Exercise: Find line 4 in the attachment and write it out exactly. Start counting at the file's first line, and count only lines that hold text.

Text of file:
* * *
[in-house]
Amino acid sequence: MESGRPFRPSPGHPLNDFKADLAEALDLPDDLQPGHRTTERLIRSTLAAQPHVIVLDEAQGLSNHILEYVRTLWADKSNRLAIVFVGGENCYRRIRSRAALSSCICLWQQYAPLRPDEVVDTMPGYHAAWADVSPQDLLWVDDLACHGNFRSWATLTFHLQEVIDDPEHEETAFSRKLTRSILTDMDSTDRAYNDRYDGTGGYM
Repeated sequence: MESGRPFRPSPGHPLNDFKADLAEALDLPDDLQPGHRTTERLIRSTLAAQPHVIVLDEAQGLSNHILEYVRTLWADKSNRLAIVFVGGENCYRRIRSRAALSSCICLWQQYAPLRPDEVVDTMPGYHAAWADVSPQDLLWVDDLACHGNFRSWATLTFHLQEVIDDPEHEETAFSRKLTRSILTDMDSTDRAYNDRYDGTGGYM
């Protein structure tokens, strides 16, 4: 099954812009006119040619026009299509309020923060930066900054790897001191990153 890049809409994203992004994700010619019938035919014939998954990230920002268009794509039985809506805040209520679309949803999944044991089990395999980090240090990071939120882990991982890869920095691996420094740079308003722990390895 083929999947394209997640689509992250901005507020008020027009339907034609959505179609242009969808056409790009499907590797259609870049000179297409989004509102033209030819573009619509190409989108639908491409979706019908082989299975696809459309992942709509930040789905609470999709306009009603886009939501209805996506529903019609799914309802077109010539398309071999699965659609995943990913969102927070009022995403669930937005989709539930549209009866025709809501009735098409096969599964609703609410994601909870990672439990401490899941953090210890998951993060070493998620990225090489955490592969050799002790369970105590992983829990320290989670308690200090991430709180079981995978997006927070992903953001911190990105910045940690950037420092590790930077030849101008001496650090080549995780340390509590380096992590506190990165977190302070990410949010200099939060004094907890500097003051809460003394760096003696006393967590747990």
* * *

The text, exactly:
């Protein structure tokens, strides 16, 4: 099954812009006119040619026009299509309020923060930066900054790897001191990153 890049809409994203992004994700010619019938035919014939998954990230920002268009794509039985809506805040209520679309949803999944044991089990395999980090240090990071939120882990991982890869920095691996420094740079308003722990390895 083929999947394209997640689509992250901005507020008020027009339907034609959505179609242009969808056409790009499907590797259609870049000179297409989004509102033209030819573009619509190409989108639908491409979706019908082989299975696809459309992942709509930040789905609470999709306009009603886009939501209805996506529903019609799914309802077109010539398309071999699965659609995943990913969102927070009022995403669930937005989709539930549209009866025709809501009735098409096969599964609703609410994601909870990672439990401490899941953090210890998951993060070493998620990225090489955490592969050799002790369970105590992983829990320290989670308690200090991430709180079981995978997006927070992903953001911190990105910045940690950037420092590790930077030849101008001496650090080549995780340390509590380096992590506190990165977190302070990410949010200099939060004094907890500097003051809460003394760096003696006393967590747990």